I might just do that...
09/22/2017 at 14:58 •
Let's start the componentry discussion. I'm sure both of you dudes/dudettes following the project want to know about the intricate variations in every possible way of how this thing can go together, and in positively excruciatingly fine detail at that.
...yeah, right. [insert "rolleyes" smiley here]
More seriously, though, it's worth expounding on the parts at least a /little/. There are design considerations here. For now, let's look at the chassis, since that's the most important and basic part, at least in a sense -- everything attaches to the chassis.
The object I chose for the chassis was inspired by a photoset I found on Google Images, posted to Imgur here --> https://imgur.com/gallery/mOyf8
(Full Disclosure: as I am a member of the Imgur community, I posted a comment to that album -- mine is the comment about cooling.)
Strangely, until then, the idea of placing the guts of a computer in or on a three-ring binder somehow had not occurred to me. This is very strange, since it's almost perfect for what I want to achieve here. The hinge is already in place and (as long as one doesn't spring for the ultra-cheap ones made of thin awful bendy plastic sheets) the rest is fairly sturdy. The only thing is that you need to toss the three-ring mechanism, which, as it turns out, is extremely easy. Give it a solid yank and it will come right out, rivets and all!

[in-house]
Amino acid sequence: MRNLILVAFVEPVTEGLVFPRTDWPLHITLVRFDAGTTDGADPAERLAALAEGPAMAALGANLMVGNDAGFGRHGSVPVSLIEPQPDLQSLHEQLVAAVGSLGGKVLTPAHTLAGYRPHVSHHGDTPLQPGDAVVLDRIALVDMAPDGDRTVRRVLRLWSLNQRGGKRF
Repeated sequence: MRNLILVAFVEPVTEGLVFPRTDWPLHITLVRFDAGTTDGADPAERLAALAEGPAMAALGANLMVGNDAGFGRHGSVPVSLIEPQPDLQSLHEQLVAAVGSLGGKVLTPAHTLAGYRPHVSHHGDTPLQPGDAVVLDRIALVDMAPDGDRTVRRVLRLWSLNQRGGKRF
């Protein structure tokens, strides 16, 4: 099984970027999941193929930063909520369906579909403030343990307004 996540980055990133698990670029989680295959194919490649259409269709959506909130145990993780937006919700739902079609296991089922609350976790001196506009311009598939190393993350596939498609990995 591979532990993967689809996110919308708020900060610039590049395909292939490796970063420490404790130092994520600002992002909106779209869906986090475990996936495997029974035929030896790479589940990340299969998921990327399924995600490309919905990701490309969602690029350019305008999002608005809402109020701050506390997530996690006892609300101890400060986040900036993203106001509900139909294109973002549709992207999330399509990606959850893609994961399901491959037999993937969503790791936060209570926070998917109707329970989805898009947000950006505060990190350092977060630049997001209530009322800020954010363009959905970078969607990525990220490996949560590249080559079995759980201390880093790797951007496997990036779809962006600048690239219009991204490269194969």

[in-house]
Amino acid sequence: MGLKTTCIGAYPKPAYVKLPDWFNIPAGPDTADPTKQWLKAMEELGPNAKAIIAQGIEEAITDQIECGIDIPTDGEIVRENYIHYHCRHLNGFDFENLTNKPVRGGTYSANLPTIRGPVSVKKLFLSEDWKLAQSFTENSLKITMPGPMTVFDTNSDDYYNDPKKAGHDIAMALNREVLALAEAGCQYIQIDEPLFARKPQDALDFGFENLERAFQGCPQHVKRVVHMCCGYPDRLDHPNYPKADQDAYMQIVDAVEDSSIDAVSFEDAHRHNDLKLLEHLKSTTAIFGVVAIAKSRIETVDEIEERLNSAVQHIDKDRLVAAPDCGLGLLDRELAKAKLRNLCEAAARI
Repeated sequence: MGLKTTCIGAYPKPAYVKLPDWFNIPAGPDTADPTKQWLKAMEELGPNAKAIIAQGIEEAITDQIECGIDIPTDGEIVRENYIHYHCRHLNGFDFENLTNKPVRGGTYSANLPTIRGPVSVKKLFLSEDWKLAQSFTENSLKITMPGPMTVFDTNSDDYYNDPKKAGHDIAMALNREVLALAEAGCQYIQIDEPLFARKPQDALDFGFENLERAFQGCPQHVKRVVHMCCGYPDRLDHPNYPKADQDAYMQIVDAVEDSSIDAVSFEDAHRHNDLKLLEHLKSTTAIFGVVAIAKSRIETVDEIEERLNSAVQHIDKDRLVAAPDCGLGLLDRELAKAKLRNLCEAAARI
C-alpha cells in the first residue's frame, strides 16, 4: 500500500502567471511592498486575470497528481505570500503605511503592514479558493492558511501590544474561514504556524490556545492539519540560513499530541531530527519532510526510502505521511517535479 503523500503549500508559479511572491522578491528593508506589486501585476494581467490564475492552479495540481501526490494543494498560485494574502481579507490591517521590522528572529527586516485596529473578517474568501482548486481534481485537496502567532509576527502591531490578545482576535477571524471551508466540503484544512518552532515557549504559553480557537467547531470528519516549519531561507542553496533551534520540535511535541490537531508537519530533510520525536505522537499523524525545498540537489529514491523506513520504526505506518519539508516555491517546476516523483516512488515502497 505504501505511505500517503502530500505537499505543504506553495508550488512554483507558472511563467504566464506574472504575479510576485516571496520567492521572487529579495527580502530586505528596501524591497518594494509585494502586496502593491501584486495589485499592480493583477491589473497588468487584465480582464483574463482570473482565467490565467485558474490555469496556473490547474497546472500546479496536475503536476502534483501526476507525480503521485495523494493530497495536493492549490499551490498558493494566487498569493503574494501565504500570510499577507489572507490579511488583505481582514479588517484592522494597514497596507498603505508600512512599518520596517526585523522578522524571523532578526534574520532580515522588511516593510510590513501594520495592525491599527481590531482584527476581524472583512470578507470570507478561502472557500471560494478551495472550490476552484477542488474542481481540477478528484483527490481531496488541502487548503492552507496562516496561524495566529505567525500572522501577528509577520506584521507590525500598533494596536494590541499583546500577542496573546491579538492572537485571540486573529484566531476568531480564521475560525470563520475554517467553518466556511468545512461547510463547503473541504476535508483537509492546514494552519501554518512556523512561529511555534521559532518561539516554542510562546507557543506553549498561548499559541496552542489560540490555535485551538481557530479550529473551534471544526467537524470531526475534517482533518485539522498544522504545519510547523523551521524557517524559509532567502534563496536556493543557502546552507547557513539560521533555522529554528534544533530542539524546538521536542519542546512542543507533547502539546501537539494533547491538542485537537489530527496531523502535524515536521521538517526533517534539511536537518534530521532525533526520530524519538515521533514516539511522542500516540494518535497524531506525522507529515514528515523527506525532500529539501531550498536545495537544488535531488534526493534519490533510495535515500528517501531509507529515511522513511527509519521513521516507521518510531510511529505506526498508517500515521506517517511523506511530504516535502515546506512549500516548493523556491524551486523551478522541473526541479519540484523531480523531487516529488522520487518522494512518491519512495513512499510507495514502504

Suitable binders (the kind with thin PVC or whatever over cardboard) are also incredibly easy to find... Dollar Tree has them (I can't speak to Poundland in the UK, or equivalents in Europe, sorry), Wal-Mart has them, nearly everyone but the grocery store has them. A one-inch model will do fine in most cases.
The key, again, is that the sides have to be sturdy and rigid. If you get one with floppy, saggy sides -- congratulations, you just wasted 88¢ or so on a piece of $#!* that won't work here.
The other thing is that the hinges don't have a travel limit. This is easy to fix -- a simple folding flap of cardboard on the back of the binder props it up just fine. It's not like this thing is water-resistant anyhow...
09/17/2017 at 18:20 •
I was going to start delving into the various factors and considerations for part selections, one at a time, but I haven't been sleeping well lately (well, okay, I haven't had a genuine good night's sleep in probably a couple decades -- but lately it's been particularly bad) and my caffeination levels are not sufficiently high enough to compensate right now...